This model requires ensuring particularly high transaction security, preparing rules and regulations, implementing data protection and a buyer protection program.
4. Payment on delivery
Another model involves introducing payment for downloading an application. It differs from subscriptions in that the fee is a one-time payment rather than monthly.
The advantage of this model is that getting a one-time payment from a user can be easier than persuading them to pay monthly. Under such circumstances, however, it is much more difficult to build a stable business model. The amount of profits here depends on the influx of new users, the number of which is ultimately limited. So it is worth combining this model with other solutions, such as micropayments.
The freemium plan implies that some of the functionality available in the app is free. However, the user can gain additional benefits for a fee, such as turning off the display of ads or unlocking additional features. Such a solution helps convince people who would not immediately decide to buy a subscription to the app. Thanks to the high number of downloads, the app gains in the popularity rankings, which allows it to reach a wide audience and gradually build their engagement.
The challenge in this model is to have a good balance of functionality in the free and paid versions. If the free offering is too rich, it will be difficult to convince users to go for the premium version.
This model is often used with free apps or combined with freemium. Display is a way to monetize apps that users are usually not willing to pay for. Ads are aired by ad network providers, such as Google AdMob, which connect advertisers with apps. The ad creatives can be of various formats: displaying during use, appearing once in a while, being pop-ups, full-screen ads, video, etc. The network additionally collects data about users and matches ads to their profile and interests.
To generate even more revenue, some apps reward users who watch ads to the end, such as with extra points or bonuses to use in the app. However, too many ads can be annoying and discourage viewers from using them – it’s worth keeping in mind.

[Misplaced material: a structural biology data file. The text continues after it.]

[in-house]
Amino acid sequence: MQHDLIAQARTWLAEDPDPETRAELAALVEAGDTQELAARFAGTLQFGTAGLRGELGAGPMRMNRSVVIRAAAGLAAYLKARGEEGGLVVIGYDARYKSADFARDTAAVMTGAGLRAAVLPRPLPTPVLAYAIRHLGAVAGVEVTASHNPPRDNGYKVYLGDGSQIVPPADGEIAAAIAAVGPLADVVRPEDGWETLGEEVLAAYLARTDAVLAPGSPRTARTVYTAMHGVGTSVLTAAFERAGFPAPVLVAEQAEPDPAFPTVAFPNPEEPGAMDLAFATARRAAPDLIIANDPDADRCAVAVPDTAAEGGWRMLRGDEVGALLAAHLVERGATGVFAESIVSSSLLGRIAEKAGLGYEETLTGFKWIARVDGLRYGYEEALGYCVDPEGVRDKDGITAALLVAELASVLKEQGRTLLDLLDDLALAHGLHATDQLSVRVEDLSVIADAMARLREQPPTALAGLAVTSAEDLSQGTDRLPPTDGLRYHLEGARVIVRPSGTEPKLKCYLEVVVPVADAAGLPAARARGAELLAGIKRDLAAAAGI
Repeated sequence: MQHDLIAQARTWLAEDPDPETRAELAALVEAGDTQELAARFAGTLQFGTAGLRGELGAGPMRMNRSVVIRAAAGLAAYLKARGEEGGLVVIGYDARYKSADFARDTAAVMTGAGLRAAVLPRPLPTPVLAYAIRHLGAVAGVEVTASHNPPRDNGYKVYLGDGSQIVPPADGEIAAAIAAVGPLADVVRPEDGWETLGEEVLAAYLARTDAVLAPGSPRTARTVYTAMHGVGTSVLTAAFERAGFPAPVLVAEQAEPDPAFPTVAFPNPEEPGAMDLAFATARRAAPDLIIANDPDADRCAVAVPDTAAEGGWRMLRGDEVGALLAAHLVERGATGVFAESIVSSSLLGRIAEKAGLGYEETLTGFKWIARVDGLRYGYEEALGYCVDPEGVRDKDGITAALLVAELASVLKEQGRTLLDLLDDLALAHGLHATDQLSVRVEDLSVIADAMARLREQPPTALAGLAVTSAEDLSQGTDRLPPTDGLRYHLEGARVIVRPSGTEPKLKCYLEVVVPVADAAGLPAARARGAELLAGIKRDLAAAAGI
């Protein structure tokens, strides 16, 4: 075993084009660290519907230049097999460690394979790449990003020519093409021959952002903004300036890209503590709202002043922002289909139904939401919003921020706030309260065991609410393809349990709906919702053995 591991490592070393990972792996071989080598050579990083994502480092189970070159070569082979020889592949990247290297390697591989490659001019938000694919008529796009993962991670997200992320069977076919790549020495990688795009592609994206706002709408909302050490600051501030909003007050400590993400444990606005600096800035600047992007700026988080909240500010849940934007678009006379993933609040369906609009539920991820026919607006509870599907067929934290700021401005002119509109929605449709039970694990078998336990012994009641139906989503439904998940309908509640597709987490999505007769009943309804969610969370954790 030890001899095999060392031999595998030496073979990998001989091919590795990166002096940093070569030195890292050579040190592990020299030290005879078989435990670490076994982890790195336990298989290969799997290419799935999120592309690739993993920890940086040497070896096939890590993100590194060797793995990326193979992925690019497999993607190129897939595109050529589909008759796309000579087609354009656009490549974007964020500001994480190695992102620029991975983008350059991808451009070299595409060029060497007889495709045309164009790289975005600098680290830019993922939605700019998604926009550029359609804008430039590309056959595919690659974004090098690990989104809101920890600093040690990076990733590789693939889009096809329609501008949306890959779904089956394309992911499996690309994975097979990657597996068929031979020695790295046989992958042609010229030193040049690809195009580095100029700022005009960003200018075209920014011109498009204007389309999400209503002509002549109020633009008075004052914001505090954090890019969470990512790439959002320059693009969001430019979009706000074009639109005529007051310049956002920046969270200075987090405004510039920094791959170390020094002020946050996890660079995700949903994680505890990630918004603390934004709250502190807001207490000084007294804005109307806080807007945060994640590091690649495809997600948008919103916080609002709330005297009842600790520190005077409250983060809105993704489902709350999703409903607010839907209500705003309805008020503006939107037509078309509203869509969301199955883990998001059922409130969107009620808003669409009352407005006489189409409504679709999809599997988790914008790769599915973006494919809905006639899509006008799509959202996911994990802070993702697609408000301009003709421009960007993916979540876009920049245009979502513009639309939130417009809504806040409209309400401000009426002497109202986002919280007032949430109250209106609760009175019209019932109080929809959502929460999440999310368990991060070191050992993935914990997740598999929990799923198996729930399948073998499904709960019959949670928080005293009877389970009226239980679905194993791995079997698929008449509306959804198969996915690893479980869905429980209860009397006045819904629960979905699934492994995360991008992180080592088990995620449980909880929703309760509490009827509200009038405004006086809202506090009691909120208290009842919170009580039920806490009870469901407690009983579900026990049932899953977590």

Mobile app affiliation involves taking a commission on sales generated from ads displayed to the user. The ads are broadcast by affiliate network providers, such as the aforementioned Google AdMob. Settlement is done in an auction model. This means that the greater the number of advertisers would like to appear in a given app, the higher the CPM (Cost Per Mille – cost per 1,000 impressions) rate.
Selling app-related products is a somewhat less typical but interesting way to monetize. The growing popularity of apps can create demand for branded T-shirts, sports or electronic accessories. Today, such gadgets can be easily made thanks to the Amazon Merch platform, which manufactures and ships them.
However, such a model will work mainly for the most popular applications that are becoming a presence in pop culture. Unfortunately, it will not be a good choice for beginners, whose audience is not yet strongly emotionally attached to the product.
The last idea is to find a sponsor. Cooperation with a big brand can become a source of stable income and improve the app’s reputation. Sponsorship can consist of a fee in exchange for cross-selling the partner’s products, promoting its offerings inside the app, or including elements of its branding.
Unfortunately, it will certainly take a lot of work to make the idea interesting to potential sponsors, who receive dozens of similar proposals every week. So you first have to prove that the app has the potential to grow and on its own get a lot of active users, which can be difficult with a lack of funds for promotion.
Do you already have a specific idea for an application, or are you just looking for one? Get in touch with us. We are a software house that deals not only with application development, but also with checking the potential of your idea, creating an MVP and a strategy for its launch and successful monetization. We will help you develop the right idea and turn it into a ready-made, monetizable product.